Over on my Department’s blog, I recently answer a few questions about my new book China Bound, what I’m working on next, and my favourite close-to-campus food outlets.
Over on Historians at Bristol I’ve posted a short note on my search for the University of Bristol’s first Chinese graduate. It took me to Paris, New York, Beijing, and back to Bristol, or, to be precise, Horfield.
Really, if you have ever wondered what the streets of Shanghai looked like from the top of a double-decker bus, in 1940 — and I expect you may have done — try checking out the sequence in this German home-movie, which is available for viewing from the commercial site AKH Agentur Karl Höffkes. You will need to move it along nearly to the end to start at 10:45:08, the sequence is captioned ‘Shanghai im Kriege 1940’, but then why not sit back and enjoy the ride through these strangely empty streets.
Google’s Ngram viewer offers scope for some interesting experiments. Which city, for example, has had more references in the corpus of English-language books used by the Ngram tool: Shanghai or Hong Kong? The answer is: after a good opening sprint from Hong Kong, which was conceived of as a base for British commercial, diplomatic and military operations in China, Shanghai from 1855 onwards took the lead, and did not relinquish it until 1973. This lead came as its economic role started to overtake the Crown Colony, and then as north China and the Yangzi river were opened to foreign trade and residence after 1858. The key caveat — among others — would be the late 1890s, when a combination of the variants ‘Hong Kong’ and Hongkong would have propelled the British crown colony back into the lead. On the other hand, it is likely that many of those ‘Hongkongs’ will have been in the name ‘Hongkong and Shanghai Bank’. Subtracting those and their linked Shanghais, would probably change things a bit, but the overall trajectory would be the same. Shanghai took over from Hong Kong as the site of key importance to the British (or Anglophone world), and only relinquished it some time after the triumph of the Chinese Communist Party in 1949.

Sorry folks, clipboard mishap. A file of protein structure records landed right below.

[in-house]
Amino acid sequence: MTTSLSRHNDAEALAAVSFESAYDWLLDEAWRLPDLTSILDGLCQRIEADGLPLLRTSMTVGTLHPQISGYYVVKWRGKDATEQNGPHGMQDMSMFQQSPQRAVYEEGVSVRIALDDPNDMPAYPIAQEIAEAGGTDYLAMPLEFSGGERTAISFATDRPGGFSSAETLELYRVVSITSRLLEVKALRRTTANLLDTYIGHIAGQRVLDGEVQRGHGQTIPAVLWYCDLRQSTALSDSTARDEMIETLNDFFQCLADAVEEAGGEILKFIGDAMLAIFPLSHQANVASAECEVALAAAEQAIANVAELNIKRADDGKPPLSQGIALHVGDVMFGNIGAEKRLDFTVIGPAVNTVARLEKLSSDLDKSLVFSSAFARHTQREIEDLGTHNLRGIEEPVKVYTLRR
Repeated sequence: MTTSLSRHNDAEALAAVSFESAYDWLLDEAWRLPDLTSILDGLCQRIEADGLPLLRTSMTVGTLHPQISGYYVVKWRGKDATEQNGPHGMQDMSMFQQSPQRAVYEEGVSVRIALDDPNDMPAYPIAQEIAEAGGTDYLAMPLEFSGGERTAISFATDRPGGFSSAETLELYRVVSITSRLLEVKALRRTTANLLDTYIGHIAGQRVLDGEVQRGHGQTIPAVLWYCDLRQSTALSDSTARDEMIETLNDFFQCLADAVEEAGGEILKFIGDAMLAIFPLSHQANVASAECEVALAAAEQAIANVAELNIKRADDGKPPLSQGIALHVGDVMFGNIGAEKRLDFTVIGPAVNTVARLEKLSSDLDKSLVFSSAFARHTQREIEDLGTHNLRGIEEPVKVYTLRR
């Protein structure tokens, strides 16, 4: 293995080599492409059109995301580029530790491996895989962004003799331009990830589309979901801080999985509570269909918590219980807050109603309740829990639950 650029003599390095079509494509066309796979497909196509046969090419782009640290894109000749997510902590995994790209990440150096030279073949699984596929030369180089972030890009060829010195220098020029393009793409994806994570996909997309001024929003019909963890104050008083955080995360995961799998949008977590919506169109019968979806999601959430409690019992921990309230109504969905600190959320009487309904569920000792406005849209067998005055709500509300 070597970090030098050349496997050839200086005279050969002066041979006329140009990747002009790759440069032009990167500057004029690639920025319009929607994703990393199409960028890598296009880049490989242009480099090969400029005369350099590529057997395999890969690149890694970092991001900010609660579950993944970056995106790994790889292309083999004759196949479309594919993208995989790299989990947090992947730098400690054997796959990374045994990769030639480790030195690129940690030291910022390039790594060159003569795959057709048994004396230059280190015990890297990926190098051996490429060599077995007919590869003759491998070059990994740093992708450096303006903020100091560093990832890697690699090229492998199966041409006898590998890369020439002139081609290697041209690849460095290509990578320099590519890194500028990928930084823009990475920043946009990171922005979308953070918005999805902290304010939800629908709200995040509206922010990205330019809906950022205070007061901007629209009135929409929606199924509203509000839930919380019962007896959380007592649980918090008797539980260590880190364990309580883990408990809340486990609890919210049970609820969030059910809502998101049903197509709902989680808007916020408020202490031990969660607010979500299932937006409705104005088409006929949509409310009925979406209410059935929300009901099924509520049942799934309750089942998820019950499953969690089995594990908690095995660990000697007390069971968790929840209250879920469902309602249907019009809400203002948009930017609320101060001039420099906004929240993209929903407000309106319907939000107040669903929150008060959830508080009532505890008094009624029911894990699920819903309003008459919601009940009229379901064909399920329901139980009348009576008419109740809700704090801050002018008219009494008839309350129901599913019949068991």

Over on the Visualising China blog I have written about the ones that get away – historical photographs glimpsed on Ebay, sold, and mainly thereafter lost.
An upcoming Christie’s sale in London, of the Hanshan Tang Reserve Collection, includes (lot no. 96), a gorgeously illustrated copy of an album of handpainted scenes of battles in the Second Opium, or Arrow, War. This is described on p.63 of the catalogue, from which the illustrations reproduced here are taken. As it was completed before the Anglo-French assualt on north China in the autumn of 1860, it concludes on a triumphal note with the allied defeat at the Dagu Forts on 25 June 1859. Well it might, for this was a comprehensive victory for the Qing, and a complete disaster for the British forces.